World Economic Forum
Why Trade Wars Can't Solve the Problems Brought by Globalization
Source：The White House
We asked policy experts and business leaders: how can countries really reap the economic and social benefits of global value chains (GVCs), while avoiding inequality and environmental damage?
Why Trade Wars Can't Solve the Problems Brought by GlobalizationBy Aditi Verghese, Sean Doherty
The Trump Administration’s announcement in February of new steel and aluminium tariffs on national security grounds, including on imports from allies like the EU, have set the stage for escalating trade tensions. The EU recently imposed retaliatory tariffs on products ranging from bourbon whiskey to motorcycles. The US President hit back with a tweet threatening a 20% import tariff on autos and auto parts, telling manufacturers: “Build them here!”
A number of US-based firms have voiced concerns over supply chain disruptions from trade wars. Harley Davidson stated that it would be shifting production aimed at the EU market outside the US to avoid the additional tariff burden, exemplifying the unintended consequences of this approach.
Earlier this month, the US announced a 25% duty on around $50 billion worth of Chinese imports on the grounds that they utilize intellectual property obtained from US firms through forced technology transfers or theft. China’s Made in China 2025 plan was named and scrutinised in the report. UNCTAD estimates that, like China, more than 100 countries have formal industrial policy strategies, many of which involve joining and benefitting from global value chains (GVCs). Tariff wars undermine growth models that rely on the benefits and efficiencies of globalization.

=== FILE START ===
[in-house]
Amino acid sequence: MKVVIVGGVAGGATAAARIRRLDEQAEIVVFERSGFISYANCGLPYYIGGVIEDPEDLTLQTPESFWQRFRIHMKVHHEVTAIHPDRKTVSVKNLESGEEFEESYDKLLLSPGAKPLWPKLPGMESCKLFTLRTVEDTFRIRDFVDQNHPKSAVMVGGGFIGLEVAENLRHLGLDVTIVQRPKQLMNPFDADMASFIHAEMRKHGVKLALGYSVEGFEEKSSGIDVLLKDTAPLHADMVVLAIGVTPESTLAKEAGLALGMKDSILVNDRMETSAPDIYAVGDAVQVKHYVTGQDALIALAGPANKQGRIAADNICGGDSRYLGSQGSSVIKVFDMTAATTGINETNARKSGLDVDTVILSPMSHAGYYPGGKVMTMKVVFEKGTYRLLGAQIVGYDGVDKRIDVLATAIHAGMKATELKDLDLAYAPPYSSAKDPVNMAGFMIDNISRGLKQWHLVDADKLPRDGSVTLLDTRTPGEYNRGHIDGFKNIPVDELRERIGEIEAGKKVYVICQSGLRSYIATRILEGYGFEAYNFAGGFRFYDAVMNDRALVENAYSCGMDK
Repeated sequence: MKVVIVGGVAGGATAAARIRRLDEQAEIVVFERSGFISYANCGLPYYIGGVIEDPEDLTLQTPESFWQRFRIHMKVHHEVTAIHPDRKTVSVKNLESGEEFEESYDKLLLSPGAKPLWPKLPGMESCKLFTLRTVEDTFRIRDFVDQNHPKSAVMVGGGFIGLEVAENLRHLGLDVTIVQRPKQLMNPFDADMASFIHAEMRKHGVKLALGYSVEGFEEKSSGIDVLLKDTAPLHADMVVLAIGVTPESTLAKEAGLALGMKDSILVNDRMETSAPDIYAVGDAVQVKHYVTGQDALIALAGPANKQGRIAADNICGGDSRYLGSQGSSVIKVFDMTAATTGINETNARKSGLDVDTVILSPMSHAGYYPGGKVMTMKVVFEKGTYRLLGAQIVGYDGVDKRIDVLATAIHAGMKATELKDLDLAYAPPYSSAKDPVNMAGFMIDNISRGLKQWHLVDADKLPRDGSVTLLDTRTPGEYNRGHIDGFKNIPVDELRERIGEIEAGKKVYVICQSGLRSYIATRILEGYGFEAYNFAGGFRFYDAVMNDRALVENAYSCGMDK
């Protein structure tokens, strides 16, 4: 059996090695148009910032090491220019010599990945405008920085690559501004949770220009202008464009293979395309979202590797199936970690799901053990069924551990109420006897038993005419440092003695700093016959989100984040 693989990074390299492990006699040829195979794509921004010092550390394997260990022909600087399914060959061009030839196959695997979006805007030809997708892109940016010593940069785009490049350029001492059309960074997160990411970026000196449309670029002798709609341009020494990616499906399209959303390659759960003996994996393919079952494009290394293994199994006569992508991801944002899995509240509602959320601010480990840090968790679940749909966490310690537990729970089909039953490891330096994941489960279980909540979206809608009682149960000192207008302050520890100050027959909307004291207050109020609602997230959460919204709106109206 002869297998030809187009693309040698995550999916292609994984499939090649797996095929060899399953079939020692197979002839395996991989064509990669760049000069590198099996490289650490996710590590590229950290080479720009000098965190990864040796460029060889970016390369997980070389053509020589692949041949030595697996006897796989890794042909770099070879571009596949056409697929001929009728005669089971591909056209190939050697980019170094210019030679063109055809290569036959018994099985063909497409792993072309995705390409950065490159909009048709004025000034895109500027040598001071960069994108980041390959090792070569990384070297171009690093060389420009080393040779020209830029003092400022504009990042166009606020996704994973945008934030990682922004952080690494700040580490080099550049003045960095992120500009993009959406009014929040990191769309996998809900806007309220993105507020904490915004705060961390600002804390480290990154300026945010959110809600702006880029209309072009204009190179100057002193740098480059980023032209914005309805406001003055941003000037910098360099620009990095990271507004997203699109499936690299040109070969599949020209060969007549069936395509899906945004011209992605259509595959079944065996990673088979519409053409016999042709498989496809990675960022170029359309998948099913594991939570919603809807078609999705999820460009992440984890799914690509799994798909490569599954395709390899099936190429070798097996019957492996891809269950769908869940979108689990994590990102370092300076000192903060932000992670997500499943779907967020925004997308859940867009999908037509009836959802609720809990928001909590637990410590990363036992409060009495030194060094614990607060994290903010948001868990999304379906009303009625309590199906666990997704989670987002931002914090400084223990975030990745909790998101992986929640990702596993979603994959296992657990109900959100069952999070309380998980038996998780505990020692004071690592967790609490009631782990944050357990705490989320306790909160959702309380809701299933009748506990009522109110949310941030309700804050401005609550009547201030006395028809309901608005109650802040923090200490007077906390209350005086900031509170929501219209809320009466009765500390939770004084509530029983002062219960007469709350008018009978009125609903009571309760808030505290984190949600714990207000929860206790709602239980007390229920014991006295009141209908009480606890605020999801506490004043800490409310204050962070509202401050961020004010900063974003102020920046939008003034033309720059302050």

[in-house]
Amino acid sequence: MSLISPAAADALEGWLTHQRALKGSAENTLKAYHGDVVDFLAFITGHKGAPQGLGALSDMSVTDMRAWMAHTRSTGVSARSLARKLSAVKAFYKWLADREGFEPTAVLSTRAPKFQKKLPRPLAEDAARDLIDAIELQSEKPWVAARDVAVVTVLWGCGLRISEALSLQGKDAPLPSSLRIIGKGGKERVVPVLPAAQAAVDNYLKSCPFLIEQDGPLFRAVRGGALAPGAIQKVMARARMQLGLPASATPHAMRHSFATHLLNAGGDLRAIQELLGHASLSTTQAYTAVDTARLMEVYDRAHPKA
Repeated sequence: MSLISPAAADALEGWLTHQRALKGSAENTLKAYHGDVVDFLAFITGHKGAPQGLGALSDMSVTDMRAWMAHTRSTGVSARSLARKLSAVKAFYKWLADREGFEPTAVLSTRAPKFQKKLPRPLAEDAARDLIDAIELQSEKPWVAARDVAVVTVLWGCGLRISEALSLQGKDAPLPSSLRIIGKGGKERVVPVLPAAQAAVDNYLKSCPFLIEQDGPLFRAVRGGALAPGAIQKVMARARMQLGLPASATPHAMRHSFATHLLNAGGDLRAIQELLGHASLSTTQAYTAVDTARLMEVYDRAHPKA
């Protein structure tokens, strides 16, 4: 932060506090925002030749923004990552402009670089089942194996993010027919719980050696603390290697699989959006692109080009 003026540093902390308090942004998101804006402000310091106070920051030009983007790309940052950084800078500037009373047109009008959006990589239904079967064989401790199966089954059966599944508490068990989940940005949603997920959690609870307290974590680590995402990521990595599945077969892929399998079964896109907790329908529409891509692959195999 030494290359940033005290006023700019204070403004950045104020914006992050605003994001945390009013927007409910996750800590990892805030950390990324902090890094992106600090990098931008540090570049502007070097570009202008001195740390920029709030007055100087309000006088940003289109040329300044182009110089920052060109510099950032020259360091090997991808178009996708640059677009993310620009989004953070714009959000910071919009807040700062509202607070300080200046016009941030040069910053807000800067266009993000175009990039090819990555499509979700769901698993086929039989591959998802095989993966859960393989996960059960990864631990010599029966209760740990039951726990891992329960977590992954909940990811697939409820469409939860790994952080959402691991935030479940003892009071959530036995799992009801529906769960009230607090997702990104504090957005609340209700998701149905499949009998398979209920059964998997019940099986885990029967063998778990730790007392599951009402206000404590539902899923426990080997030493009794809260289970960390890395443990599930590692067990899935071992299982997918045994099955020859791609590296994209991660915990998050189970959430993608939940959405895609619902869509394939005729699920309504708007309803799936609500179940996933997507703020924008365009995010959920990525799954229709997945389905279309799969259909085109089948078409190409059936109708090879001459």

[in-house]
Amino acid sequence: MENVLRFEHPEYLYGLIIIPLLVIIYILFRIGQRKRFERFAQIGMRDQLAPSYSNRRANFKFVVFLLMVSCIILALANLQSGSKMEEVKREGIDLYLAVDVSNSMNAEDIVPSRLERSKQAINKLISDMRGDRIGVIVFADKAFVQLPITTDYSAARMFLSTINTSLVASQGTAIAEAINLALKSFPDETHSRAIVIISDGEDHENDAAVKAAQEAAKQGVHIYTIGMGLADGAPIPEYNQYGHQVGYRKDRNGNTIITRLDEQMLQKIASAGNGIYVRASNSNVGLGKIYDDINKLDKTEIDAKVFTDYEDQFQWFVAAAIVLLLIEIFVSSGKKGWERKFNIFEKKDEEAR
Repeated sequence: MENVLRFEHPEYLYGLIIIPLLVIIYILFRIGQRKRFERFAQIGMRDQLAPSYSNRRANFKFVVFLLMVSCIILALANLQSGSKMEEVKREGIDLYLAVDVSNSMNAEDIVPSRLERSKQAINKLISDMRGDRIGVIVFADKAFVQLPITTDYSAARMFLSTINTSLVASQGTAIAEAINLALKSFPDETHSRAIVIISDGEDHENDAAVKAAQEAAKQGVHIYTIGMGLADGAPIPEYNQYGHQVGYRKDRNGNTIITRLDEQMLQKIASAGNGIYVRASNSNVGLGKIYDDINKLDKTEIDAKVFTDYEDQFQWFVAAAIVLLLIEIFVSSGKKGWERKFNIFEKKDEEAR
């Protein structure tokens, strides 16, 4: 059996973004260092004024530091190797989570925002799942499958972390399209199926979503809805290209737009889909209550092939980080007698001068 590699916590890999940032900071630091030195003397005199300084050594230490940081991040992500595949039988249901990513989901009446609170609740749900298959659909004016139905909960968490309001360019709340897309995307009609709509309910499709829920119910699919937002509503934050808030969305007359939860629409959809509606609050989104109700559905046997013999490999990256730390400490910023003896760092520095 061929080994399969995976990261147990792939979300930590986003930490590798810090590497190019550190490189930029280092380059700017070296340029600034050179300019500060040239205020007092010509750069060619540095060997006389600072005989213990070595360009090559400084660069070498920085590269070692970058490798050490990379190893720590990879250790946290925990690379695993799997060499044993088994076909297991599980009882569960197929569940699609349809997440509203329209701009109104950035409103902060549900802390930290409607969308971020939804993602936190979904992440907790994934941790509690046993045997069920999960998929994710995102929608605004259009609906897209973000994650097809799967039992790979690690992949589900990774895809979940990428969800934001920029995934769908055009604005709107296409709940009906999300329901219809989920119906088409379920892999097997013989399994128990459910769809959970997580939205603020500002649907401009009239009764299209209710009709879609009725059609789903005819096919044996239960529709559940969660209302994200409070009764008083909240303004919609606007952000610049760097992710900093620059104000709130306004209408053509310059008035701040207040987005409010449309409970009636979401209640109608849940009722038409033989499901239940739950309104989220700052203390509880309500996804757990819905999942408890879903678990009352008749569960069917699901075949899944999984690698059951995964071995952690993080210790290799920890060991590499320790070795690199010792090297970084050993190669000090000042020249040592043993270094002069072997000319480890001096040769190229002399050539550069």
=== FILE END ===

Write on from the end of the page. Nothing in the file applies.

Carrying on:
We asked policy experts and business leaders: how can countries really reap the economic and social benefits of GVCs, while avoiding inequality and environmental damage?
Don’t neglect services: Much of the recent talk of bilateral trade deficits has overlooked the importance of services to the global and national economies. Factors affecting services competitiveness have become important for economic growth and development more generally. Investment in human capital, digital infrastructure (including reliable mobile broadband), efficient and flexible domestic regulation and connectedness with international markets (including open cross-border flow of data, visa facilitation and mutual recognition agreements) are key. The services sector has strong inclusiveness dimensions: it is more SME-intensive than the goods sector is and has more women workers, owners and managers.
Co-operate on competition policy: Various anti-competitive activities by firms impede the efficient operation of value chains. Today, there are over 100 jurisdictions administering competition law. In the absence of global rules on competition, each jurisdiction applies its own system. Firms can find themselves facing conflicting decisions from different authorities with respect to the same merger or other activity. This leads to the most interventionist ruling of a major economy being enforced. In the case of digital products, questions of jurisdiction and enforcement are all the more challenging. Greater cooperation between agencies would improve clarity and reduce gaps in enforcement.